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Immune and histopathologic examination of flea bite—induced papular urticaria
BACKGROUND: Papular urticaria caused by flea bite presents clinical symptoms of hypersensitive reaction accompanied by skin lesions. Diagnostic and therapeutic approaches to the disease often go unrewarded, partly because of our incomplete understanding of the underlying immunopathogenesis.
OBJECTIVE: To characterize the immune response to the flea bite in patients with papular urticaria.
METHODS: This study included 45 randomly selected patients and 17 controls. Cutaneous allergy tests were performed. The histopathologic and immunohistochemical characteristics of cellular infiltrate in skin lesions were established. Immunoblot analysis was used to describe the specific characteristics of flea proteins recognized by IgE and IgG in patients' serum samples.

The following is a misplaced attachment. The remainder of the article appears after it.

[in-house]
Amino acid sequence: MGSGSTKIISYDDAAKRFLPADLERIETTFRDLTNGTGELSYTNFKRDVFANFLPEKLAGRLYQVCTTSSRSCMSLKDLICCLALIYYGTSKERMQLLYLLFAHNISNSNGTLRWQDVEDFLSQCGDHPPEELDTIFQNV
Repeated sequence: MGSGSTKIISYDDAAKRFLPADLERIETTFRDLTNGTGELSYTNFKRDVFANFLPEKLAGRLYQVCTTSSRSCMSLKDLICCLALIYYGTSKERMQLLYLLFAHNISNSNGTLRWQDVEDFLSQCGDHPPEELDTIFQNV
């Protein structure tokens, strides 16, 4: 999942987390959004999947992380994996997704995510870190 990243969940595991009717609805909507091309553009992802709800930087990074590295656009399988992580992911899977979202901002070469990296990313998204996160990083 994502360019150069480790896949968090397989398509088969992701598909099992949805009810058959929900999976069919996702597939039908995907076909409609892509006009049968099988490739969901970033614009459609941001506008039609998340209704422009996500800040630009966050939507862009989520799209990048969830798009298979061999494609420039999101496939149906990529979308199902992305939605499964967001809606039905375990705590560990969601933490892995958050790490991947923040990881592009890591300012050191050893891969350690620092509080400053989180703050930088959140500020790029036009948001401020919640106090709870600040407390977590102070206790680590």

RESULTS: Cutaneous allergy test results were negative in 87% to 98% of patients and in 88% to 100% of controls. Histopathologic and immunohistochemical studies revealed a predominance of eosinophils and CD4+ T lymphocytes. Immunoblotting did not show significant differences in IgG response between patients and controls. IgE recognition of flea proteins appears to decrease as the disease progresses.
CONCLUSIONS: Our results suggest that the clinical manifestations of papular urticaria are mediated by a complex immune response involving more than one mechanism, with evidence forboth an IgE response and a cell-mediated type IV response.Sign-in to see all concepts, it's free!